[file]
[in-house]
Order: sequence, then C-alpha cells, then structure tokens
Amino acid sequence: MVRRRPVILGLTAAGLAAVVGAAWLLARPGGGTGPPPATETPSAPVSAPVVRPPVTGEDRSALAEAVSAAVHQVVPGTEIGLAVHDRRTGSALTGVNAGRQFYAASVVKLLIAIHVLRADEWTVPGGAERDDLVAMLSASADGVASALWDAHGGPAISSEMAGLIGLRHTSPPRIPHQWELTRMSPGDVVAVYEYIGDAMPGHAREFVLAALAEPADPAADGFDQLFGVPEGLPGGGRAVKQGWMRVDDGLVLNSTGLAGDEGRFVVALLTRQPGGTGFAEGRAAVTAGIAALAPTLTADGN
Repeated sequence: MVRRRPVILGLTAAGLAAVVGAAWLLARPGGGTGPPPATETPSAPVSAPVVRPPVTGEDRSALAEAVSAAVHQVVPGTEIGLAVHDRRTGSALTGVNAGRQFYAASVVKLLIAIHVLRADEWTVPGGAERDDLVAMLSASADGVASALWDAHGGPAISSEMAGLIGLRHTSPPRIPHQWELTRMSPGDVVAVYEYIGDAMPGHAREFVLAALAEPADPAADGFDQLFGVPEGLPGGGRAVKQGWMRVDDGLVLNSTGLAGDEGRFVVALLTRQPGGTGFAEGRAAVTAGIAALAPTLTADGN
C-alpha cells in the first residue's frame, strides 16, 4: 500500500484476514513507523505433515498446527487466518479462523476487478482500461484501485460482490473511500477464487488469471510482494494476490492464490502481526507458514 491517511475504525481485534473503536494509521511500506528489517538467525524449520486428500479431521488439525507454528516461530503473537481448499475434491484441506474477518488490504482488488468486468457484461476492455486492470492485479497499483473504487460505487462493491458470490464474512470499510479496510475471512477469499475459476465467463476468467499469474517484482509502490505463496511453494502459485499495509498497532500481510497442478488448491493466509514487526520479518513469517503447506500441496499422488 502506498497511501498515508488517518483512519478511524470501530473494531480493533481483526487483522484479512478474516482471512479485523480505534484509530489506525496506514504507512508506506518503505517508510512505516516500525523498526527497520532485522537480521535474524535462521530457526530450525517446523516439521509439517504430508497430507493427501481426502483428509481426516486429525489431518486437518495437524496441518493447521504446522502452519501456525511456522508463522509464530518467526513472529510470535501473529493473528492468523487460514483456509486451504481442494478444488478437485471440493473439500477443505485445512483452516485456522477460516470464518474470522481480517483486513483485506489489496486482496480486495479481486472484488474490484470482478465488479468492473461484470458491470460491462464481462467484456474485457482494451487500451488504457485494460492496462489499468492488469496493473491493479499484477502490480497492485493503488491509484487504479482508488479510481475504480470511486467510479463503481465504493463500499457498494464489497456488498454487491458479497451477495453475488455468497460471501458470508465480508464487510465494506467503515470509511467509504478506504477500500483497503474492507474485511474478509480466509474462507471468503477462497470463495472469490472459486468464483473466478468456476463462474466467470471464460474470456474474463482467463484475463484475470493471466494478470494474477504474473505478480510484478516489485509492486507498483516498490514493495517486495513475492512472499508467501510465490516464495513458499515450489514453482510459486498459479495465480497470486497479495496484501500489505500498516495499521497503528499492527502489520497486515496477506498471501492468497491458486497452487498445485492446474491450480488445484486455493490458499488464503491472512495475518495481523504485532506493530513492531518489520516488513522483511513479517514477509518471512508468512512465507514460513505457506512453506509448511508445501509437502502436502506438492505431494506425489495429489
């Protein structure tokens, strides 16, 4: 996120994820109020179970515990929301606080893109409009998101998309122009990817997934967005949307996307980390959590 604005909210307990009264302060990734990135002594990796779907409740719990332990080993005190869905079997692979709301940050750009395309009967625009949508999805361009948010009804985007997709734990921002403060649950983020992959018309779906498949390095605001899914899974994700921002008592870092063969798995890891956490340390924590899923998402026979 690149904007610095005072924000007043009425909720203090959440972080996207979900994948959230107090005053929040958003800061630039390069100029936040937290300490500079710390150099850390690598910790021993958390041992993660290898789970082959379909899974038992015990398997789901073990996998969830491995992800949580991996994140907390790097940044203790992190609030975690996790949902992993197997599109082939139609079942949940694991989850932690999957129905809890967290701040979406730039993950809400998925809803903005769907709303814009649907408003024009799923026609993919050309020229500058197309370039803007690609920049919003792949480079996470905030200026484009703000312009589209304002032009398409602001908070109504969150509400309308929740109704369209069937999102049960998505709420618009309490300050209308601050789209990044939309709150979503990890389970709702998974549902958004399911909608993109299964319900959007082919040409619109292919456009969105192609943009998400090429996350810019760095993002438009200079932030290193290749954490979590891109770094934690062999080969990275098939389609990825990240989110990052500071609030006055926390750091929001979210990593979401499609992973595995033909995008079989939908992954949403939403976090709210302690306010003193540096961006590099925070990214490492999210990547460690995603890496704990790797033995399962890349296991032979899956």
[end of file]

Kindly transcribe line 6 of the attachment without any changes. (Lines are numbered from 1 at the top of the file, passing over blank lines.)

């Protein structure tokens, strides 16, 4: 996120994820109020179970515990929301606080893109409009998101998309122009990817997934967005949307996307980390959590 604005909210307990009264302060990734990135002594990796779907409740719990332990080993005190869905079997692979709301940050750009395309009967625009949508999805361009948010009804985007997709734990921002403060649950983020992959018309779906498949390095605001899914899974994700921002008592870092063969798995890891956490340390924590899923998402026979 690149904007610095005072924000007043009425909720203090959440972080996207979900994948959230107090005053929040958003800061630039390069100029936040937290300490500079710390150099850390690598910790021993958390041992993660290898789970082959379909899974038992015990398997789901073990996998969830491995992800949580991996994140907390790097940044203790992190609030975690996790949902992993197997599109082939139609079942949940694991989850932690999957129905809890967290701040979406730039993950809400998925809803903005769907709303814009649907408003024009799923026609993919050309020229500058197309370039803007690609920049919003792949480079996470905030200026484009703000312009589209304002032009398409602001908070109504969150509400309308929740109704369209069937999102049960998505709420618009309490300050209308601050789209990044939309709150979503990890389970709702998974549902958004399911909608993109299964319900959007082919040409619109292919456009969105192609943009998400090429996350810019760095993002438009200079932030290193290749954490979590891109770094934690062999080969990275098939389609990825990240989110990052500071609030006055926390750091929001979210990593979401499609992973595995033909995008079989939908992954949403939403976090709210302690306010003193540096961006590099925070990214490492999210990547460690995603890496704990790797033995399962890349296991032979899956």